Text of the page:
Ballard, Super-Cannes.


‘Places like Eden-Olympia are fertile ground for any messiah with a grudge. The Adolf Hitlers and Pol Pots of the future won’t walk out of the desert. They’ll emerge from shopping malls and corporate business parks.’

Ballard, Super-Cannes.


‘Who are the tenants? Big international companies?’
‘The biggest. Mitsui, Siemens, Unilever, Sumitomo, plus all the French giants – Elf Aquitaine, Carrefour, Rhone-Poulenc. Along with a host of smaller firms: investment brokers, bioengineering outfits, design consultancies. I sound like a salesman, but when you get to know it you’ll see what a remarkable place Eden-Olympia really is. In its way this is a huge experiment in how to hothouse the future.’

Ballard, Super-Cannes.


Between the security building and the Elf-Maritime research labs was an open-air cafeteria, a facility intended to soften the public face of the business park and give it a passing resemblance to an Alpine resort. Tired after my meeting with Zander, I sat down and ordered a vin blanc from the young French waitress, who wore jeans and a white vest printed with a quotation from Baudrillard.

Ballard, Super-Cannes.


The future was a second Eden-Olympia, almost twice the size of the original, the same mix of multinational companies, research laboratories and financial consultancies. Hyundai, BP Amoco, Motorola and Unilever had secured their plots, investing in long-term leases that virtually financed the whole project. The site-contractors were already at work, clearing the holm oaks and umbrella pines that had endured since Roman times, surviving forest fires and military invasions. Nature, as the new millennium dictated, was giving way for the last time to the tax shelter and the corporate car park.

Ballard, Super-Cannes.


Work and the realities of corporate life anchored Eden-Olympia to the ground. The buildings wore their ventilation shafts and cable conduits on their external walls, an open reminder of Eden-Olympia’s dedication to company profits and the approval of its shareholders. The satellite dishes on the roofs resembled the wimples of an order of computer-literate nuns, committed to the sanctity of the workstation and the pieties of the spreadsheet.

Ballard, Super-Cannes.


High above me, fluted columns carried the pitched roofs, an attempt at a vernacular architecture that failed to disguise this executive-class prison. Taking their cue from Eden-Olympia and Antibes-les-Pins, the totalitarian systems of the future would be subservient and ingratiating, but the locks would be just as strong.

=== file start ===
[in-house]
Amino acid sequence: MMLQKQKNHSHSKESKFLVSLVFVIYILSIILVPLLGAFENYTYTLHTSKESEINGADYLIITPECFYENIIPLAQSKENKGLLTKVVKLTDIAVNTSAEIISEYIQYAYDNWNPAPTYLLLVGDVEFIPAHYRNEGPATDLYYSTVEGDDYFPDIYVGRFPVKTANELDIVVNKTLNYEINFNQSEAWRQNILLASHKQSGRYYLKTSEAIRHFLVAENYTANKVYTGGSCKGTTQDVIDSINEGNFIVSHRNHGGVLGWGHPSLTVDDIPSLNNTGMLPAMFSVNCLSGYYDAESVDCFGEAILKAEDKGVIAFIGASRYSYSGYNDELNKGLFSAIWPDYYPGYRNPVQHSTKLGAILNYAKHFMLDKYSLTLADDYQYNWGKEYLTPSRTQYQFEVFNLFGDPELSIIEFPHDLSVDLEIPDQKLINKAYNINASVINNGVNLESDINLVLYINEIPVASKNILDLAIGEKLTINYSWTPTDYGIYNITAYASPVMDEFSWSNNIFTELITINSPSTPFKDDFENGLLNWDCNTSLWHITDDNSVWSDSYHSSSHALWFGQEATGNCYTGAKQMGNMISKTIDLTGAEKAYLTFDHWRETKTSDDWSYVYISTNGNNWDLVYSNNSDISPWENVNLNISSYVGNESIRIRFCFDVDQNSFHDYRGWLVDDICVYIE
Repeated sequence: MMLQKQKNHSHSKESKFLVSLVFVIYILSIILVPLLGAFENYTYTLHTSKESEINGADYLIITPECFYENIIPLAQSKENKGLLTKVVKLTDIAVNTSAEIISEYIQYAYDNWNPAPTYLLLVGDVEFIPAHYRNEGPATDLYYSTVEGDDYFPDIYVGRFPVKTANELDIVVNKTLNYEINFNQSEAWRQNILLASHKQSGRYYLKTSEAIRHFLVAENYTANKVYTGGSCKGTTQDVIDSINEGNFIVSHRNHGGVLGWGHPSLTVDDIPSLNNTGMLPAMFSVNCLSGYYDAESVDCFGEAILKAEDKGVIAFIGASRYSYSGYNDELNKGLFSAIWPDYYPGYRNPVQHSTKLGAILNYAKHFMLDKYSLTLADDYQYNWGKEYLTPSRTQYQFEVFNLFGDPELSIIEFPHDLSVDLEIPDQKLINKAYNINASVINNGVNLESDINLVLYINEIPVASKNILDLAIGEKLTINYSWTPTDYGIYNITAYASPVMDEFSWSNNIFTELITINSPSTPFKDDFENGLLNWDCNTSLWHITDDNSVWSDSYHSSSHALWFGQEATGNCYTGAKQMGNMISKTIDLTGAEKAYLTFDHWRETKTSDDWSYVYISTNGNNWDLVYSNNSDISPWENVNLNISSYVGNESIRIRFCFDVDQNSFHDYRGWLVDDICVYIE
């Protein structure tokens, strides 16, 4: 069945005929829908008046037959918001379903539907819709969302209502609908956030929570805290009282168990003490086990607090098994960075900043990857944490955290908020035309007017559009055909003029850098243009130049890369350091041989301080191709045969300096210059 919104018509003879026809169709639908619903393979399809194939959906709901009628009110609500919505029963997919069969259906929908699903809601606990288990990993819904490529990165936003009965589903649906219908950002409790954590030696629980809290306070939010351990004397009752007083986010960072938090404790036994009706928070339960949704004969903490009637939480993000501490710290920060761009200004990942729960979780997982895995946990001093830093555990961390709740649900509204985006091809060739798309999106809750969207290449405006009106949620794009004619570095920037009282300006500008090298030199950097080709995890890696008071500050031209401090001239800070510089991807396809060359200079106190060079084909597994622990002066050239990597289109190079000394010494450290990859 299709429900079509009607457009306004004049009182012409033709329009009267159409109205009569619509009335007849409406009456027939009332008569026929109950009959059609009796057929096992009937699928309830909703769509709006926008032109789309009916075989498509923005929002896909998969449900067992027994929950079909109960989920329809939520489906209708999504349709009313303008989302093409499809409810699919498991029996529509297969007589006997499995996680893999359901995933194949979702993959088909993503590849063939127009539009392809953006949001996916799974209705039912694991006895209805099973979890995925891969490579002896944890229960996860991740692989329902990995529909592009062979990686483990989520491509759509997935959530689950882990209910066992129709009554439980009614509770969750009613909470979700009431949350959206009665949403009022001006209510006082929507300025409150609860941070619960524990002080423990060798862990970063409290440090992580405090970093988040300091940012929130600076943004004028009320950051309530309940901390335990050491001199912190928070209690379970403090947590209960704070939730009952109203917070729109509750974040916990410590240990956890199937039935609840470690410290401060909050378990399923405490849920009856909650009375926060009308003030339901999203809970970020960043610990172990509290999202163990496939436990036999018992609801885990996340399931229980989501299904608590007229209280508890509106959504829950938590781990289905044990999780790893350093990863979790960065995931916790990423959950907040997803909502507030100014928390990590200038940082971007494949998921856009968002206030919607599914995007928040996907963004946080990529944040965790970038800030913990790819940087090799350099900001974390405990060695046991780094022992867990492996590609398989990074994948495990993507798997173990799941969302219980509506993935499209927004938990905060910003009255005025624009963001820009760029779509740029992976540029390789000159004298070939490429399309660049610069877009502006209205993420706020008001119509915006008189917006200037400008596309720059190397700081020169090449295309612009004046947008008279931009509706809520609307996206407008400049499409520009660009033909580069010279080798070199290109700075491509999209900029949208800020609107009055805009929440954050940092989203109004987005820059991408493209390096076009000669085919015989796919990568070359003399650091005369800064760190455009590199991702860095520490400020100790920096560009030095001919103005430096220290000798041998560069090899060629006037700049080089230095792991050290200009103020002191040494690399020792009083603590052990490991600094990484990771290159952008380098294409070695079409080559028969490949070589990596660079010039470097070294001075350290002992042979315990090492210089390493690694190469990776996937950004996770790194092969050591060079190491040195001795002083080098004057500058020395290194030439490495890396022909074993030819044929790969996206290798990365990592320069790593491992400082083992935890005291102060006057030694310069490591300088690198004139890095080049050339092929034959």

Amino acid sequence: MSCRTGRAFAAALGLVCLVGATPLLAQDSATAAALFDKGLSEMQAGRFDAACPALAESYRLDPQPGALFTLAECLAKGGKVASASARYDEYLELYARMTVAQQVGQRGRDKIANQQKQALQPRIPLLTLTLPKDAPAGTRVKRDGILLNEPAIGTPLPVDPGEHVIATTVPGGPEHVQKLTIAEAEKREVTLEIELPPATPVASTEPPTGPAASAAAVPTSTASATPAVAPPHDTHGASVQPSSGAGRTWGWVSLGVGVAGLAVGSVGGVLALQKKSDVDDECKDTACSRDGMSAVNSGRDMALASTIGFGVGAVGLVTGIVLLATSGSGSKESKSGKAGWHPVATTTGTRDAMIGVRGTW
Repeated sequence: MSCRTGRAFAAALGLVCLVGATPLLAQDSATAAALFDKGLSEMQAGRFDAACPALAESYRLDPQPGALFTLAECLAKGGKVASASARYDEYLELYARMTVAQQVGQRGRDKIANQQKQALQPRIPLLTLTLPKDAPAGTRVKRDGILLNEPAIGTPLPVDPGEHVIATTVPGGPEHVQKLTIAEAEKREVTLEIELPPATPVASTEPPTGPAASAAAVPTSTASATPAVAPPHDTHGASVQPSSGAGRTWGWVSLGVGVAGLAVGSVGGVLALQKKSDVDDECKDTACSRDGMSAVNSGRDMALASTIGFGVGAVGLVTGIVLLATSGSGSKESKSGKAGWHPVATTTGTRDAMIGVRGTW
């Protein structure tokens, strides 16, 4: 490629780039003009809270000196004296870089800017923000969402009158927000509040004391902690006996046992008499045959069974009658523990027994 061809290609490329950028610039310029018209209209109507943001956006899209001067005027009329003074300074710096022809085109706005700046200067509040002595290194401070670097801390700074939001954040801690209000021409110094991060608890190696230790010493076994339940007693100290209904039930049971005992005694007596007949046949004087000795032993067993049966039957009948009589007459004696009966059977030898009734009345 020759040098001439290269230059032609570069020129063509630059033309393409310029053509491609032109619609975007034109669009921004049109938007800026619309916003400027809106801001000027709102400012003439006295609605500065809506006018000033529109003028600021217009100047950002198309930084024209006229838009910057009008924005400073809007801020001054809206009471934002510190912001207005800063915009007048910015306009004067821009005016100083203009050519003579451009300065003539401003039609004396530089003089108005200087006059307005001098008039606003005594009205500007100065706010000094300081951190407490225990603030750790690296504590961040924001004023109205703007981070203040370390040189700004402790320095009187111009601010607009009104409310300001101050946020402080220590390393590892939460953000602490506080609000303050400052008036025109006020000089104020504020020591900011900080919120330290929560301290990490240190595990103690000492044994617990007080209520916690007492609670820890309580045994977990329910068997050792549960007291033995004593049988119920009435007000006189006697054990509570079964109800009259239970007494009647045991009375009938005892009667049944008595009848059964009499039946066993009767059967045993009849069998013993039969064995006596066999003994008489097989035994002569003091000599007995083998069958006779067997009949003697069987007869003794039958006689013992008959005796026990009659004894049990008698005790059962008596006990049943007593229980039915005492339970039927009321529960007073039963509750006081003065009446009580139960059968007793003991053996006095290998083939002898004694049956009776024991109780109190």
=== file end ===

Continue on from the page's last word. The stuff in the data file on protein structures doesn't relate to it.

Ballard, Super-Cannes.


I stepped from the car-park lift onto the overheated roof, a cockpit of sun and death. In the mirror curtain-walling of the office building I could see myself reflected like an unwary tourist who had strayed through the wrong door into the danger-filled silences of a bullring.

Ballard, Super-Cannes.


This was the first office building to be constructed at the business park, but after a bombastic overture the architecture that followed was late modernist in the most minimal and self-effacing way, a machine above all for thinking in.

Ballard, Super-Cannes.


‘We ought to move on. Ghosts are walking around Eden-Olympia…’

Ballard, Super-Cannes.


The Office Park book, featuring many more images, is available at blurb as well as a number of other books by Nicholas Cobb.


..:: MORE INFORMATION:
+ Interview with Nicholas Cobb about The Office Park.
+ Nicholas Cobb’s website.

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7 Responses »

  1. [...] This post was mentioned on Twitter by simon sellars, Will Wiles. Will Wiles said: A+ RT: @ballardian Nick Cobb's brilliant model of a corporate campus, shot w/ dystopian flair; w/ quotes from Ballard http://bit.ly/7Wp2NU [...]

  2. Social comments and analytics for this post…

    This post was mentioned on Twitter by Ballardian: New post: Nick Cobb’s brilliant model of a corporate campus, shot w/ dystopian flair; punctuated w/ quotes from Ballard http://bit.ly/7Wp2NU

  3. This is an amazing set of work. I may have to look into that Ballard book.

  4. [...] (thank you, Jon!) sent me this link to Nicholas Cobb‘s architecture/photograph project, The Office Park, that takes part of its [...]

  5. [...] Photographs [and model!] are by Nicolas Cobb and were found here. [...]

  6. Amazing piece of work. I particularly enjoy the portion touching on the sexual aspect the evolution of the project — a reminder that our sexual behaviour is deeply rooted in biology and can sometimes be released by a quick and a dirty deed with a prostitute. Small aspect of a huge project that feels so elementary human.

  7. […] Office Park’ Nicks seminal Ballardian work is still available to see click here with writing from Dr Simon […]